Tuesday, November 24, 2009

OpenSocial (iGoogle) gadgets in Eclipse

Some of you may have seen this already, in the e4 M2 new & noteworthy document: We are bringing Eclipse and the Web closer together. This work, a collaboration between Benjamin Cabé of Sierra Wireless and myself, is happening in the e4 project, which is the incubator area where we work on new technology, mostly for the Eclipse SDK 4.0 release planned for Summer 2010. (Some of the technologies developed in e4 may make it into the 3.x stream1 as well.)

Concretely, we are opening Eclipse for a whole new world of UI components called OpenSocial gadgets. You have probably seen gadgets in action already, on iGoogle homepages. You can find gadgets that, for example:
  • display your Remember the Milk to-do list,
  • show your Twitter feed (with updates every x minutes),
  • provide your GMail inbox,
  • show a calendar, or, most importantly:
  • display the "cat photo of the day". :-)
Normally, gadgets would be hosted inside iframes on a web page. A web page that hosts gadgets, usually with the help of some server-side infrastructure, is called an OpenSocial gadget container. Many social websites are OpenSocial gadget containers - in fact, it looks like every social website except for Facebook is an OpenSocial gadget container - for example iGoogle, hi5, LinkedIn, MySpace, orkut, Friendster, Ning, XING and many others. Check out the OpenSocial web site and scroll down for the full list. Most (if not all) of these sites use the Apache Shindig reference implementation.

In Eclipse, OpenSocial gadgets are hosted as views. This is what it looks like:



More information, including how you can contribute, is available on this wiki page. You can also download e4 M2 and play with it, or install the feature into a 3.5 or 3.6 build as described on the wiki page.

I think this is really exciting, and potentially an important part of the future of Eclipse. Here is why:

1. It makes it easy to add a new view (or editor) to Eclipse. Just write HTML, CSS, and JavaScript, and you don't even have to know that the gadget is going to be hosted in an Eclipse application. All the usual web arguments apply - zero install, all you need is a URL, proper sandboxing, etc.

2. It brings Eclipse and the "Open Web" closer together. Web UIs are becoming increasingly important, and who knows, we may at some point want to run a full-blown IDE in a browser. But until then, we need a way to take advantage of the web without losing everything that we already have - supporting the existing Eclipse plug-ins is important for the forseeable future. By bringing the web to Eclipse instead of bringing Eclipse to the web, we can get the best of both worlds, if we can ensure that gadgets can become first class citizens in a desktop Eclipse application. (See 4. for what I mean by "first class Eclipse citizen".)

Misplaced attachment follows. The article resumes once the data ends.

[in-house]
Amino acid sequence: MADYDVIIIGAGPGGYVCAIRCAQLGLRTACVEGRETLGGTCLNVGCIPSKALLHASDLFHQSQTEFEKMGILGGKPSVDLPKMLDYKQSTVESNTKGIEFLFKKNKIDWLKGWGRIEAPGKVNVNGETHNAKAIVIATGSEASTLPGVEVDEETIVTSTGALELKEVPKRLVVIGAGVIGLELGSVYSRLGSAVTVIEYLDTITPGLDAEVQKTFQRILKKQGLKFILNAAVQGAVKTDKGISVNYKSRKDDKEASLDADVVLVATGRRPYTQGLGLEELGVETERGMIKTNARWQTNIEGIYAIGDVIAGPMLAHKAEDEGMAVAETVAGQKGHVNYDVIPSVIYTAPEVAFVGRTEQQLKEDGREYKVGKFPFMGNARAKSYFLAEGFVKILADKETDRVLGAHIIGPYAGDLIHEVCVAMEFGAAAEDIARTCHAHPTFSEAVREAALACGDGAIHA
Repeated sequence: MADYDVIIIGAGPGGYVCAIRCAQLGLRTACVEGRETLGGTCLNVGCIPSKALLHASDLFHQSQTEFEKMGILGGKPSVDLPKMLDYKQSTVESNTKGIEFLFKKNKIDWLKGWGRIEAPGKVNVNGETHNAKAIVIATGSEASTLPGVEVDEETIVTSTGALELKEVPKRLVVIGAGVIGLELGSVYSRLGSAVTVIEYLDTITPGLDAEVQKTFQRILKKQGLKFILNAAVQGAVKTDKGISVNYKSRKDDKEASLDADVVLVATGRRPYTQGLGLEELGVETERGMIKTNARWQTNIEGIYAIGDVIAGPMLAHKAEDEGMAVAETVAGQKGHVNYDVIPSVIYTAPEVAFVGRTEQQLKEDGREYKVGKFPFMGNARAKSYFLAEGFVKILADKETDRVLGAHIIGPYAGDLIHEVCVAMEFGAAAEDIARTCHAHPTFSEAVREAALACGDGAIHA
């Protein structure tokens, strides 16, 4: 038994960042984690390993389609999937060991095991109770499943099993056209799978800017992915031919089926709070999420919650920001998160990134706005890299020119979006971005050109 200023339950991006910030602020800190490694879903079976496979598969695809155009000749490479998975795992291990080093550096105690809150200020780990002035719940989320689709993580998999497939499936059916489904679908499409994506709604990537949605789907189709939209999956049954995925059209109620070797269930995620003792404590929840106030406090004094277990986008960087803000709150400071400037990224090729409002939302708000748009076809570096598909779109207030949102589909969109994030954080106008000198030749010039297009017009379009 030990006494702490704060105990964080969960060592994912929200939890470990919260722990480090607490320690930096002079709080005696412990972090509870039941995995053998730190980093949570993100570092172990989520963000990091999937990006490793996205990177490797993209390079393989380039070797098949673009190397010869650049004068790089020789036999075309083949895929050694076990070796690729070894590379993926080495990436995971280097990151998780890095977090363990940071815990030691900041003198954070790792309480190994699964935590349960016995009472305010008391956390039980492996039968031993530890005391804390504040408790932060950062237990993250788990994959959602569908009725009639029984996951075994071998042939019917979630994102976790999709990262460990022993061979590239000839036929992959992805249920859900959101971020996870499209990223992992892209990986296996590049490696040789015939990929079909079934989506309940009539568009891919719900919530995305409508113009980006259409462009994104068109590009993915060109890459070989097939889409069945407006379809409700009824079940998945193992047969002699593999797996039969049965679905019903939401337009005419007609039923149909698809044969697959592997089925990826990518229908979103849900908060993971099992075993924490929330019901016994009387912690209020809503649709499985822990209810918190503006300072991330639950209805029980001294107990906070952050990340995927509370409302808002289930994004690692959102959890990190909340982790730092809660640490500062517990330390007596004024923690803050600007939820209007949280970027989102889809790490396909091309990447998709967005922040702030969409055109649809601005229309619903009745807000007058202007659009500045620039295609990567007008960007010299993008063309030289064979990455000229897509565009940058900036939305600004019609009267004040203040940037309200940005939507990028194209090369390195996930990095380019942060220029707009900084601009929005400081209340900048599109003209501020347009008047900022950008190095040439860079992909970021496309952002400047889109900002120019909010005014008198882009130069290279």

3. It can make Eclipse more social. At this point, our implementation does not support the "social" part of OpenSocial gadgets, but if we added that support, it could serve as another integration point for plug-ins, similar to how the common resource model (projects/folders/files) is an important "common currency" for IDE plug-ins.

4. The OpenSocial specification could benefit, too. We have ten years of experience with Eclipse as a platform or, as I like to call it, as a client-configured mashup platform. Users can start with a minimal platform, add a whole bunch of plug-ins and get an application where individual pieces work together seamlessly. (OK, I admit, it's not seamless in some cases, things don't always work together well, and if you add an insane number of plug-ins, Eclipse is slow and bloated, but I hope you get the idea.) I honestly don't know which other platform has come as far as Eclipse has in terms of integration of heterogeneous components. If you look at examples of the kind of integration and seamlessness I list below, only the first two are currently addressed by the OpenSocial gadgets specification. Many of the other "integration points" that we offer in Eclipse would make sense for OpenSocial as well, if the goal is to support more than a bunch of independent gadgets that sit next to each other on a web page. Here is a partial list of what we call the Eclipse Application Services a.k.a. "the twenty things":
  • Editing preferences in a consistent way.
  • A common mechanism for localizing strings.
  • Providing and listening to the current window-level selection.
  • Being able to start long-running operations, with progress reporting and the ability to cancel.
  • Indicating unsaved changes and prompting to save on close.
  • Common undo and redo operations.
  • Persisting UI state (e.g. column widths, sorting, etc).
  • Error reporting.
  • Common dialogs for common tasks.
  • Contributing menu and toolbar items to a shared area (global menu or toolbar), or even to other views and editors in form of additional items in local menus or toolbars.